Between 6-8 months, most babies need to maintain the same amount of breastmilk in their diet and probably are not ready to drop breastmilk feedings yet. Most breastfed babies cannot simply take bigger less frequent feedings, since most women only produce an average of 3.5 oz per breastfeeding.2 Breastfed babies need the same feeding frequency to maintain their overall milk intake (around 27oz per 24 hours3) until they are proficient at eating nutrient dense solid foods. Decreasing breastfeeding frequency prematurely leads to a hungry baby waking up at night. If your baby is night nursing often, take a look at his daytime feeding patterns. If his daytime milk feeds are only around 5-6 times per day, this may explain why he still needs 2-3 night feeds to get to the typical need of 7-8 breastfeeds per 24 hours. Eliminating night feedings means more of those feedings must be pushed into daytime hours, not eliminated altogether. To learn more about normal variations in breastfeeding patterns for older babies, please read our article here.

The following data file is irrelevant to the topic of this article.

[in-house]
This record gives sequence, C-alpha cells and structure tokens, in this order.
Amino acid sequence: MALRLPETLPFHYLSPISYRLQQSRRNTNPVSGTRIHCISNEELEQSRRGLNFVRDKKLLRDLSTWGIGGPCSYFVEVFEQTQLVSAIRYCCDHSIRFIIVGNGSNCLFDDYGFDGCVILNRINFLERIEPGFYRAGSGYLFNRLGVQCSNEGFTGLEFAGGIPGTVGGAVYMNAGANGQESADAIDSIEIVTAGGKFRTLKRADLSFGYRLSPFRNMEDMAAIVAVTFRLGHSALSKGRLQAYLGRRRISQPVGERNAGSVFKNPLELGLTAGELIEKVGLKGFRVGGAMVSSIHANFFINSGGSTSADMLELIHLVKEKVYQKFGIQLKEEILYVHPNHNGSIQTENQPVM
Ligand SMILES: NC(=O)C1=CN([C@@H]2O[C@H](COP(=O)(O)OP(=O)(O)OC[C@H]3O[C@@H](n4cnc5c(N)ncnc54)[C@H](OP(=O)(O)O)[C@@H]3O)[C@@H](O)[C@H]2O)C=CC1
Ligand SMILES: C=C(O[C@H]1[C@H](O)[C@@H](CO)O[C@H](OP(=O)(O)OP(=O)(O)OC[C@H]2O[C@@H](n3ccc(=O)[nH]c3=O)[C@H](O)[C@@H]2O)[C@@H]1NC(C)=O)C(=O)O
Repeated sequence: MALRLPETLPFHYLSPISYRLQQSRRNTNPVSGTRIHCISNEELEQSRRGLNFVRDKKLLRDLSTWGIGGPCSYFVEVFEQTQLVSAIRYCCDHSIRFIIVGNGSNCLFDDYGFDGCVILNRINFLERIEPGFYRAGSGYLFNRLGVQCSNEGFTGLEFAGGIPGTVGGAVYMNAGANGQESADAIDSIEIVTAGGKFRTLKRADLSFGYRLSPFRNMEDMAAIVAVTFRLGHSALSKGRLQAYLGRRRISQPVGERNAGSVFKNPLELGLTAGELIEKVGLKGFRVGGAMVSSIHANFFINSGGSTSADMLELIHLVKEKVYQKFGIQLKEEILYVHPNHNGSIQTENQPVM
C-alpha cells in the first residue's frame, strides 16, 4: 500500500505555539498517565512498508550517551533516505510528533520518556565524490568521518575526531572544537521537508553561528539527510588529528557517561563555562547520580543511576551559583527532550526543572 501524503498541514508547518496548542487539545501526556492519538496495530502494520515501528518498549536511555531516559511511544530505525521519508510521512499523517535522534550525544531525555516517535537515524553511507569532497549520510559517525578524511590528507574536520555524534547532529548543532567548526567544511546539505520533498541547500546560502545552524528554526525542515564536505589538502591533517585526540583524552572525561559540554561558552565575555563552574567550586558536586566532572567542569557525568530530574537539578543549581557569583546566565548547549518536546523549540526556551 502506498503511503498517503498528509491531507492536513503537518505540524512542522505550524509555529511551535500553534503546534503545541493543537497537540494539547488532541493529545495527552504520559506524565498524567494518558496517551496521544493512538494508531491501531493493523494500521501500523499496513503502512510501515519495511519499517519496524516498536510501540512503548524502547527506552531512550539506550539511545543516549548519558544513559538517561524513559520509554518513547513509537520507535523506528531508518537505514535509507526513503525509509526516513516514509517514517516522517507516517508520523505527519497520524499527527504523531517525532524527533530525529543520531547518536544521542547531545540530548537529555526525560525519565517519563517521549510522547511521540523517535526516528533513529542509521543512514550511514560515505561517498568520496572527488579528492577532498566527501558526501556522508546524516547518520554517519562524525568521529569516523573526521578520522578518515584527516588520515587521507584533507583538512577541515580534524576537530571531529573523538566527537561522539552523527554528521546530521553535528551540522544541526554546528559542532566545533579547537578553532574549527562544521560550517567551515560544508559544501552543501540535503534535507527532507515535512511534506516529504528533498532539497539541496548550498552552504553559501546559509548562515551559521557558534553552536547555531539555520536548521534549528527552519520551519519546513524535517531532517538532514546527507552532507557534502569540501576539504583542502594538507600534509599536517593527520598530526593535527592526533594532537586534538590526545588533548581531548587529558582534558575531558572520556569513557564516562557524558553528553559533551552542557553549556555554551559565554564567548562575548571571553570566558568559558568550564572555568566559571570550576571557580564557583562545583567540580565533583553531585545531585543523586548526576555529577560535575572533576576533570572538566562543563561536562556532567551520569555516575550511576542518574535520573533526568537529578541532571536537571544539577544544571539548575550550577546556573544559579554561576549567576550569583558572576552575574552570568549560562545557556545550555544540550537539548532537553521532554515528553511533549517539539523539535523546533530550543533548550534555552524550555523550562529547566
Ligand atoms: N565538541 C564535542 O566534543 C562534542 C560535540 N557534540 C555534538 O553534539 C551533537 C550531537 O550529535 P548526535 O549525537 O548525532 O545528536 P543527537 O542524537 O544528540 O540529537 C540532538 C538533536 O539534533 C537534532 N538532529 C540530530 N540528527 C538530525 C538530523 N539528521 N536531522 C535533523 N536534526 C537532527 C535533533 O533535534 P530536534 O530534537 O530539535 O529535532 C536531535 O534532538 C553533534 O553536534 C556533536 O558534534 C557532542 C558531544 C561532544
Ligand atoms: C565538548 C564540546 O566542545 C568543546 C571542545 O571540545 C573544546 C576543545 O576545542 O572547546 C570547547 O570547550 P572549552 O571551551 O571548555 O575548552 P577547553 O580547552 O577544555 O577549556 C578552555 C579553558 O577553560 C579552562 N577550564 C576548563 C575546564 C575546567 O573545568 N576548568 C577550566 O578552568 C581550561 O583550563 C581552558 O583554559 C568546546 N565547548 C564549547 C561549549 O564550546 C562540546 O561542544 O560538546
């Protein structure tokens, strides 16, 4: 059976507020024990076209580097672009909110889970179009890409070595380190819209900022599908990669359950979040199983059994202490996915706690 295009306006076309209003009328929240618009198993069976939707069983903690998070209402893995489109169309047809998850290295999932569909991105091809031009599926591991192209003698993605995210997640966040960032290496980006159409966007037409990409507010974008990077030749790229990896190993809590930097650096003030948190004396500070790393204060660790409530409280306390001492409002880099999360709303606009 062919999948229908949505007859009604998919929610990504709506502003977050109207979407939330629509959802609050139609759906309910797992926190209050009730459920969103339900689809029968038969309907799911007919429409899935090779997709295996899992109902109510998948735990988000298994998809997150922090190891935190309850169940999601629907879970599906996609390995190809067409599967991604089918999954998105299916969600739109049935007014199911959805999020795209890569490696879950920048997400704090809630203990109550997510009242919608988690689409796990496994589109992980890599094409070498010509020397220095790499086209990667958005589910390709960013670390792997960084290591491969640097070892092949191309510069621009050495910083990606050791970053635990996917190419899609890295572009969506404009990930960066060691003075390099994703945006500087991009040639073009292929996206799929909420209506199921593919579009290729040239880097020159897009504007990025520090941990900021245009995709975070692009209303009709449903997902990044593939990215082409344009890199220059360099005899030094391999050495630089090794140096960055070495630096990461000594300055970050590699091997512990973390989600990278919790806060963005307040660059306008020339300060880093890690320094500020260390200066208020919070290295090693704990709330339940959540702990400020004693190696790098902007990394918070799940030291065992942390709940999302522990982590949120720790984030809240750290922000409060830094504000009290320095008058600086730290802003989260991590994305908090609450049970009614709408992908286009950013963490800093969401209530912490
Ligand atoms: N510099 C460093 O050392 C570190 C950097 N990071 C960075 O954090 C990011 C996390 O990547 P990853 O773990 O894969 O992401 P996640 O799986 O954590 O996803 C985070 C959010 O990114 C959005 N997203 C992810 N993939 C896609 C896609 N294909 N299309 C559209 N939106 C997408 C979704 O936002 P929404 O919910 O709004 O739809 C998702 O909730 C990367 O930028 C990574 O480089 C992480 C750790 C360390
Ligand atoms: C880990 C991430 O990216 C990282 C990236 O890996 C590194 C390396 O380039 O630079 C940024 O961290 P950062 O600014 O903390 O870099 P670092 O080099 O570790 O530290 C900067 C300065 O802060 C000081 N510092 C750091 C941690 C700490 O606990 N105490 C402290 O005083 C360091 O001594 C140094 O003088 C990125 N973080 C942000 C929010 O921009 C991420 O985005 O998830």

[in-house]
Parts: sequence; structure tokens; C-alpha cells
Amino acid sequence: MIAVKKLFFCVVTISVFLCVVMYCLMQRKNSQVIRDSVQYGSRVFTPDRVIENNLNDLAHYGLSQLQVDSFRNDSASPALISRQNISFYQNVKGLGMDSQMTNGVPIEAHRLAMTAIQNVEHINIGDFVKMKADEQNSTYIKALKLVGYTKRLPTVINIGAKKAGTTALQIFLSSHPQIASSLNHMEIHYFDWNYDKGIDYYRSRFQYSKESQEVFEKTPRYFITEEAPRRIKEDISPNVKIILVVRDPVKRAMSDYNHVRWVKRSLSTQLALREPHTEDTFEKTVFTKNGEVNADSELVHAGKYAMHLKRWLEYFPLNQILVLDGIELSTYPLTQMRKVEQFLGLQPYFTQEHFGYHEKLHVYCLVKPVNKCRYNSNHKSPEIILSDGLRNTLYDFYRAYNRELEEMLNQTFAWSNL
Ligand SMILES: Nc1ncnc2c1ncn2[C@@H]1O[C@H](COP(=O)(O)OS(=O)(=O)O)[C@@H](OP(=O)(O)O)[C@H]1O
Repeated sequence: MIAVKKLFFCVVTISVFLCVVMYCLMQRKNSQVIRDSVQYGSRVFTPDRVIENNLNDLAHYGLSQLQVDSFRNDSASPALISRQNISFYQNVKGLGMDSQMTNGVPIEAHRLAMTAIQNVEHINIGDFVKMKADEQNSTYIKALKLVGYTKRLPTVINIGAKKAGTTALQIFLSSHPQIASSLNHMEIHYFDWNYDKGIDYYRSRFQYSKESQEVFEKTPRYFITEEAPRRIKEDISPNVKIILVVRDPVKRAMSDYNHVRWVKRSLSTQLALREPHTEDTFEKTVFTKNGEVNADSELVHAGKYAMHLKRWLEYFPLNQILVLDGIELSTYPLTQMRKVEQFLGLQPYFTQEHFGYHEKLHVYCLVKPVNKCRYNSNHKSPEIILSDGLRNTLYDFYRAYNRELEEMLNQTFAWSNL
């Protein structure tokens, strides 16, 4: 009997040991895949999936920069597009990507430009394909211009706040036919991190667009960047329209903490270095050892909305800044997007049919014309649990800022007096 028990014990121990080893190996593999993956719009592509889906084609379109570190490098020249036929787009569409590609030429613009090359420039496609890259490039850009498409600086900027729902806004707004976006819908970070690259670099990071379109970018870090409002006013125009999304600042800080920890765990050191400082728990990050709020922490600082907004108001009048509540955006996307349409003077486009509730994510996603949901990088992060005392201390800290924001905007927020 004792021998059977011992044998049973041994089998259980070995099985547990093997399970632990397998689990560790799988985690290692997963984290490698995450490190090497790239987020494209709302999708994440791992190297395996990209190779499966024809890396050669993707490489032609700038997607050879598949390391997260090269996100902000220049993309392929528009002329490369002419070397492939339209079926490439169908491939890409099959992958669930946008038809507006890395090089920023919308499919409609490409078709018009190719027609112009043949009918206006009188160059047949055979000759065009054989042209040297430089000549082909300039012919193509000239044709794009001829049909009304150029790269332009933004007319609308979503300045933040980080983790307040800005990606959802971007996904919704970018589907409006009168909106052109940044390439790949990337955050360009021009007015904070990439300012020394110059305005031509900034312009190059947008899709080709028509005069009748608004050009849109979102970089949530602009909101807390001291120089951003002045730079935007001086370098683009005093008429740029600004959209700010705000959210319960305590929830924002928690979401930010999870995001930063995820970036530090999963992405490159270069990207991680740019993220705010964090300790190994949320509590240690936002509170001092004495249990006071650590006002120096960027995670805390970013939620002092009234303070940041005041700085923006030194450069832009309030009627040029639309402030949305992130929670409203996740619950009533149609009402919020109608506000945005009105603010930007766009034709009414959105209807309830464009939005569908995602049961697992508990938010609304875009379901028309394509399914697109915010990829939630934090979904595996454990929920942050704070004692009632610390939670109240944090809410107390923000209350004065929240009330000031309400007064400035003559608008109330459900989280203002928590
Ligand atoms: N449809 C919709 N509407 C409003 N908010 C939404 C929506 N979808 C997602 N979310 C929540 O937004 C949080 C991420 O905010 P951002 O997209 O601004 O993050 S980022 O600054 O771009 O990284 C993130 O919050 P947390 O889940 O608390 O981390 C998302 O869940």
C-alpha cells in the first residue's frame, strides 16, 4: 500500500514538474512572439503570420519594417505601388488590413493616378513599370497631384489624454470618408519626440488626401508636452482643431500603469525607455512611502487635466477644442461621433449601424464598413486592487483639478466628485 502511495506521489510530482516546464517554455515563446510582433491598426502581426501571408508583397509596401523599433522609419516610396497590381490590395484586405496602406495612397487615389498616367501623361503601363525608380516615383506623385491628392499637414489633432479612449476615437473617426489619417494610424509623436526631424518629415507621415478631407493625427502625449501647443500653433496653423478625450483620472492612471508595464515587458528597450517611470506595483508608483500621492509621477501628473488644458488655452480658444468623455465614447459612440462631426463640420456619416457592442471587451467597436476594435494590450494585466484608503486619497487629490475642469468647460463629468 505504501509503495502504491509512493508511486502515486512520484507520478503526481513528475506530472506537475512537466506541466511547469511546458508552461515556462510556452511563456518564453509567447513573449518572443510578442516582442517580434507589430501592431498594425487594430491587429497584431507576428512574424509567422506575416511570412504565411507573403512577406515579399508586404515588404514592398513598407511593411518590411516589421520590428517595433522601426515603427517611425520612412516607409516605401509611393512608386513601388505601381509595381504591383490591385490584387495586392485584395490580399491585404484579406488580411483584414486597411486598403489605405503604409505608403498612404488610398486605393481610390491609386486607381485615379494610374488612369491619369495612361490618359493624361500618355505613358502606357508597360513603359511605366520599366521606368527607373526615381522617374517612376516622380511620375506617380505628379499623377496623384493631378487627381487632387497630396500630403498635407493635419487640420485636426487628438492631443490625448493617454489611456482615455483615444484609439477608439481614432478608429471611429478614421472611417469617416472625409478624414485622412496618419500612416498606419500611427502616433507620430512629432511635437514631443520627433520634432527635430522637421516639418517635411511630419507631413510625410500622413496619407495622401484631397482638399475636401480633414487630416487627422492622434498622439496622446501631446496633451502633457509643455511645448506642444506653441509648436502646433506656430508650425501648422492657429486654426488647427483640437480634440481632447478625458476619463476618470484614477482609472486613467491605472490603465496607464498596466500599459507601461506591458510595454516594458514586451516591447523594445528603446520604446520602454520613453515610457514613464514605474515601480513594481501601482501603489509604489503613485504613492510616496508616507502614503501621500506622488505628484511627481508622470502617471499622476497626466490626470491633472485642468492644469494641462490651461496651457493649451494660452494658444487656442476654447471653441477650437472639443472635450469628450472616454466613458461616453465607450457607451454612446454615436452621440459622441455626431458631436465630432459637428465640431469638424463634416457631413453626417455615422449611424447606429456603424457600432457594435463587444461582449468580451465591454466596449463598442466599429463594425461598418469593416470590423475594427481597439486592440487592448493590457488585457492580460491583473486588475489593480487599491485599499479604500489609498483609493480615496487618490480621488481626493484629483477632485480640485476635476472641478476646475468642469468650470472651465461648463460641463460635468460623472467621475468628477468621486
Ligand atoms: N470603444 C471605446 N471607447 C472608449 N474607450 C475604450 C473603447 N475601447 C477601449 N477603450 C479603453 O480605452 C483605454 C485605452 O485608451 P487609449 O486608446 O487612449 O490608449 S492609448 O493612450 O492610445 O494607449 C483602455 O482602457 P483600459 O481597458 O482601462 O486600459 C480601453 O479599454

2. Ensure opportunities for nutrient dense solid foods.